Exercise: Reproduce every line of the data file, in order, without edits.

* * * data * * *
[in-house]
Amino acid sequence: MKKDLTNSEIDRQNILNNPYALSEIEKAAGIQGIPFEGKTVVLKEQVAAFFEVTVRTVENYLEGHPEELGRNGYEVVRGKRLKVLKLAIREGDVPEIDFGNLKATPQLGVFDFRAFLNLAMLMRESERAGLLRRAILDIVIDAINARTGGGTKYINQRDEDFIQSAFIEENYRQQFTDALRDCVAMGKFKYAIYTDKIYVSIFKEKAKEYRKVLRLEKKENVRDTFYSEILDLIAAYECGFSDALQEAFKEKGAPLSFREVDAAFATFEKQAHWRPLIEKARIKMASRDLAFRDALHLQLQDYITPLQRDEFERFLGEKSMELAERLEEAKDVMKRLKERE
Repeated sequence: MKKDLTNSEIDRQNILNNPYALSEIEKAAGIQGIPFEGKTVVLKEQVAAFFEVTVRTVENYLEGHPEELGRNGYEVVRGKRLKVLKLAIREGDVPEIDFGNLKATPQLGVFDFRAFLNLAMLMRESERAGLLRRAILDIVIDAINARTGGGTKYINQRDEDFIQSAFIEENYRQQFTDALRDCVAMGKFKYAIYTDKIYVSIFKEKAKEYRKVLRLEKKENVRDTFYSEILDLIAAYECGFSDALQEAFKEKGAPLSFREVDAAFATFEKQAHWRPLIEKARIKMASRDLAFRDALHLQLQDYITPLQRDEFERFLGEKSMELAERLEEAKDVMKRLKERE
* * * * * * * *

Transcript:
[in-house]
Amino acid sequence: MKKDLTNSEIDRQNILNNPYALSEIEKAAGIQGIPFEGKTVVLKEQVAAFFEVTVRTVENYLEGHPEELGRNGYEVVRGKRLKVLKLAIREGDVPEIDFGNLKATPQLGVFDFRAFLNLAMLMRESERAGLLRRAILDIVIDAINARTGGGTKYINQRDEDFIQSAFIEENYRQQFTDALRDCVAMGKFKYAIYTDKIYVSIFKEKAKEYRKVLRLEKKENVRDTFYSEILDLIAAYECGFSDALQEAFKEKGAPLSFREVDAAFATFEKQAHWRPLIEKARIKMASRDLAFRDALHLQLQDYITPLQRDEFERFLGEKSMELAERLEEAKDVMKRLKERE
Repeated sequence: MKKDLTNSEIDRQNILNNPYALSEIEKAAGIQGIPFEGKTVVLKEQVAAFFEVTVRTVENYLEGHPEELGRNGYEVVRGKRLKVLKLAIREGDVPEIDFGNLKATPQLGVFDFRAFLNLAMLMRESERAGLLRRAILDIVIDAINARTGGGTKYINQRDEDFIQSAFIEENYRQQFTDALRDCVAMGKFKYAIYTDKIYVSIFKEKAKEYRKVLRLEKKENVRDTFYSEILDLIAAYECGFSDALQEAFKEKGAPLSFREVDAAFATFEKQAHWRPLIEKARIKMASRDLAFRDALHLQLQDYITPLQRDEFERFLGEKSMELAERLEEAKDVMKRLKERE